One of my hiking companions shared the story of his father’s conversion to the restored gospel of Jesus Christ. That was very tender. He also spoke of all those who mentored him when he was growing up who helped him before his father was ready to assume that role. It made me think of all those who have mentored me over the years; I hope I can “pay forward” their generosity as they loved me and taught me.

For me, hiking UP is difficult because it makes me huff and puff from the exertion. However, hiking DOWN is actually MORE difficult; my knees and quads were VERY fatigued by the end of the hike from putting the “brakes” on as we descended; my quads were so spent that they were quivering. One of my hiking companions and I were talking about that. I wondered aloud, “How does one train for hiking downhill?” At first, neither of us could think of anything, but then I said, “I guess by hiking downhill!” How do I “train” for the difficulties of life? There are several potential responses to this question, but one of the responses is by “[pressing] forward with steadfastness in Christ, having a perfect brightness of hope, and love of God and of all men.” Just keep moving, “continually holding fast to the rod of iron.”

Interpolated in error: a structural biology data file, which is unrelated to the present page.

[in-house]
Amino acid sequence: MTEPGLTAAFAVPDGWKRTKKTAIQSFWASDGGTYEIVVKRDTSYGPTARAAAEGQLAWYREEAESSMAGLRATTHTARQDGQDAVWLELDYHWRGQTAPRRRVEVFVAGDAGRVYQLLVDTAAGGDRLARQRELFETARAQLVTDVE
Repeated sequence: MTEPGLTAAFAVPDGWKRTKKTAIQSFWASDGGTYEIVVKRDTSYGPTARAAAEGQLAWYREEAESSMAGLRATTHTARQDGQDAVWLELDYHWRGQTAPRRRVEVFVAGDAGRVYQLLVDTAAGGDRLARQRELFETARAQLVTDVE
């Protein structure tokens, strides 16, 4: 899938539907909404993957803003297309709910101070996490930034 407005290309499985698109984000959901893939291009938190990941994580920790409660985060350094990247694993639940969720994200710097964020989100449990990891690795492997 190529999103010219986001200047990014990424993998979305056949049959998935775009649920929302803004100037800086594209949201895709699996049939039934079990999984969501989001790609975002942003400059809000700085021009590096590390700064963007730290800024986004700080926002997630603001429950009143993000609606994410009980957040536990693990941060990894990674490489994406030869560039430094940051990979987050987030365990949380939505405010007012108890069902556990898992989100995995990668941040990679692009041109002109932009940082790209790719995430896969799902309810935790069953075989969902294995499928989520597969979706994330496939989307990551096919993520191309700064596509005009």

As we returned home, I was exhausted, but exhilarated, knowing what I had accomplished. I want to repeat a similar exertion sometime in the near future so that I can build on the conditioning that I experienced yesterday.